International Women’s Day (March 8) is an opportunity to call for global action to promote gender equality and women’s empowerment, especially in achieving the Sustainable Development Goals. However, for IUCN’s Global Forest and Climate Change Programme and Global Gender Office, it is also an opportunity to acknowledge the ordinary women who play an important – yet often unrecognized – role in community forest management and forest landscape restoration. By the Global Gender Office's Maria Prebble.
Forests serve multifunctional purposes for both nature and humans. And human reliance on forests – for necessities such as food and fuel wood – offers opportunities to address gender equality and women’s empowerment under the Sustainable Development Goals (SDGs) framework. IUCN explores this link in the recent publication Paving the Way Forward for Gender-Responsive FLR: Leveling the Playing Field for Local Farmers in Uganda, a case study of a forest landscape restoration (FLR) project in Sanzara, Uganda, and reveals how ensuring gender equality within FLR strategies brings achieving the SDGs one step closer.
FLR is a process that balances strengthening and restoring ecological functions with the current and future needs of a landscape and the communities that rely on it. For example, restoring forests’ natural services, such as soil retention, helps ensure native food trees receive essential nutrients and improved water capture, thus improving a community’s food security (SDG 2).
Furthermore, many forest activities such as hunting and gathering fruits are often defined by gender roles. Social, political and legal frameworks may determine men and women’s access and control over forest resources and participation in environmental decision-making processes. But the FLR approach places emphasis on engaging all relevant stakeholders under the principle that all land users – women and men, public and private land owners, local and national policy makers, and everyone in between – has an important role to play in rebuilding a healthy landscape (SDG 16).
Under the Sanzara FLR project in Uganda, IUCN partnered with government ministries, UN agencies and civil society organizations to build Sanzara’s resilience to climate change and better understand the gender dimensions of FLR. As part of this project, the FLR approach includes components to ensure the availability of clean freshwater (SDG 6). For communities like Sanzara, who are vulnerable to water shortages, an FLR approach sustains forests’ capacity to act as a natural water filter, protect against soil erosion and reduce the effects of floods.
Both men and women attend technical training sessions at Sanzara’s Community Learning Center farm, which operates as a cooperative. Thirty community members—18 women and 12 men—work side by side on the farm, learning strategies to restore and protect the community’s degraded watershed, such as more efficient irrigation techniques.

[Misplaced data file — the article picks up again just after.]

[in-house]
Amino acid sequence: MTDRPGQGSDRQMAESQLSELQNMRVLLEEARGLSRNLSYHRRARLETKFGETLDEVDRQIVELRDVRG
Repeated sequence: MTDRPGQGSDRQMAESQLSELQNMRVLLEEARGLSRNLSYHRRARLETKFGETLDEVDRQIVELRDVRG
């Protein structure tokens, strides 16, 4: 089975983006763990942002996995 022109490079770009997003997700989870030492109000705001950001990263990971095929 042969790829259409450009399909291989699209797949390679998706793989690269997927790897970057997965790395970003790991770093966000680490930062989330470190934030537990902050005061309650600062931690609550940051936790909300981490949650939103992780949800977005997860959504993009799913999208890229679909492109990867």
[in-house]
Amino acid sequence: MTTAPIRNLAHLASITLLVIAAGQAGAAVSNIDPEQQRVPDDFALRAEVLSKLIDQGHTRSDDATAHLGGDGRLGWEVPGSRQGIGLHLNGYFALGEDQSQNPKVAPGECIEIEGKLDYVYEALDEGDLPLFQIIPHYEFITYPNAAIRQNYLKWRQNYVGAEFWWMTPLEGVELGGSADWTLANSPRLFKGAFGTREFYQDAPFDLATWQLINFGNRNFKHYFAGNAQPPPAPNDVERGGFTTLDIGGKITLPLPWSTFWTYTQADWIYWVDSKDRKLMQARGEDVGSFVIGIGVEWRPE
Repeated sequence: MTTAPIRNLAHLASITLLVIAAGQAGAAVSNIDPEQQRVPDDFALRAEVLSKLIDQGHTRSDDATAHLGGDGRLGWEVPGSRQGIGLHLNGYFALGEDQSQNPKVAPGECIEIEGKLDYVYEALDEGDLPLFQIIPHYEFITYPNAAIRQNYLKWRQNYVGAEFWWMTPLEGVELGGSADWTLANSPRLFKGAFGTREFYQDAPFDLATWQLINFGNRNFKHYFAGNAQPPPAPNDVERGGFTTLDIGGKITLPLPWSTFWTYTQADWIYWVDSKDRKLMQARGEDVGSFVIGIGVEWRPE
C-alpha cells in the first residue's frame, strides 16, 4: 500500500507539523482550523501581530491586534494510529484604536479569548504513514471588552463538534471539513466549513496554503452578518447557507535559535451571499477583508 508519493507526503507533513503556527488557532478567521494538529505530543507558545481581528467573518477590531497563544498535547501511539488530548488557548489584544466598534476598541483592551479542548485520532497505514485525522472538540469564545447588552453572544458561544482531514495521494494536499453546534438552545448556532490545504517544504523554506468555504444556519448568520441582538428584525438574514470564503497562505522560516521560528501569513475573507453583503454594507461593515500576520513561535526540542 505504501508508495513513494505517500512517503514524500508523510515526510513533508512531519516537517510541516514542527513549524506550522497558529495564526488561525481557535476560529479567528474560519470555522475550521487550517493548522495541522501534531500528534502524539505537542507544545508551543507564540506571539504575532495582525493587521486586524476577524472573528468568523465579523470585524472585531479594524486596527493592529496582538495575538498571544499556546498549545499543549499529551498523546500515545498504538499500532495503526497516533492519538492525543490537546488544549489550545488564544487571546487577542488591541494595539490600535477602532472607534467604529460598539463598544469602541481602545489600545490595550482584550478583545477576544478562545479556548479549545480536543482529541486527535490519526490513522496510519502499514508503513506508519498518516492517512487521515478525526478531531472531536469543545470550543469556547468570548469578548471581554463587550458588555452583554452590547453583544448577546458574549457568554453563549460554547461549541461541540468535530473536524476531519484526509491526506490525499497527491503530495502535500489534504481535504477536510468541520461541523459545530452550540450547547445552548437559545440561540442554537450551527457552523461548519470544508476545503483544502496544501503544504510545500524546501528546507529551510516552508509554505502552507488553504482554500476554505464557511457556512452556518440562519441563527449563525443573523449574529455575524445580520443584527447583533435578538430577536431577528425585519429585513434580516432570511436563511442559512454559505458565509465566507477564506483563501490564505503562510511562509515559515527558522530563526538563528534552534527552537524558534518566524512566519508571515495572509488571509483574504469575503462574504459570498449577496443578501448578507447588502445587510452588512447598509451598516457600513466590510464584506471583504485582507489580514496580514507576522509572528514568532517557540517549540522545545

The forest services and restorative strategies learned at the community center are particularly beneficial to women and girls, who disproportionately bear the burden of water collection and are more likely to be the victims in flooding events. In addition, this convenient access to safe and clean water gives women and girls more time for education (SDG 4), income-generating activities or leisure, important aspects of promoting gender equality and empowering women (SDG 5).
In Sanzara, more than half of the total participants in the technical training programs offered through the community learning center were women. Participants also manage a communal fund, providing women with the opportunity to borrow finances to invest in infrastructure for their personal farmsteads (SDG 1). Additionally, men and women are encouraged to equally divide farm responsibilities, such as planting and weeding, to ensure equitable participation and benefit sharing among all stakeholders.
Increasing women’s effective and full participation in community decision-making not only empowers women to manage natural resources, but also results in more sustainable development outcomes—including increased forest coverage (SDG15). In Sanzara, women from the community center trainings formed a group to discuss other pertinent community development issues, including education and health (SDG 3).
FLR approaches are an effective mechanism to address the diverse development challenges in the forest sector. In the implementation of FLR processes, it is critical that the design of activities and projects are gender-responsive: taking into account men and women’s different needs, knowledge and priorities, and also promoting women’s participation and decision making throughout all project aspects.
IUCN is identifying the entry points for mainstreaming gender in FLR in other communities around the world. For example, in Armenia, women’s roles in collecting fuel wood drive forest degradation, yet women are excluded from decision-making processes. In Brazil, IUCN is working with local women to ensure that a culturally significant tree species is harvested sustainably in order to continue receiving the trees’ ecological, nutritional and economic value.
The experiences in Uganda, Armenia and Brazil all demonstrate that ensuring the crosscutting gender dimensions in FLR approaches can result in gender equality and strengthened community resilience, helping pave the way to achieving the SDGs.
This project was supported by UKAid from the UK Government through IUCN's Knowfor Programme.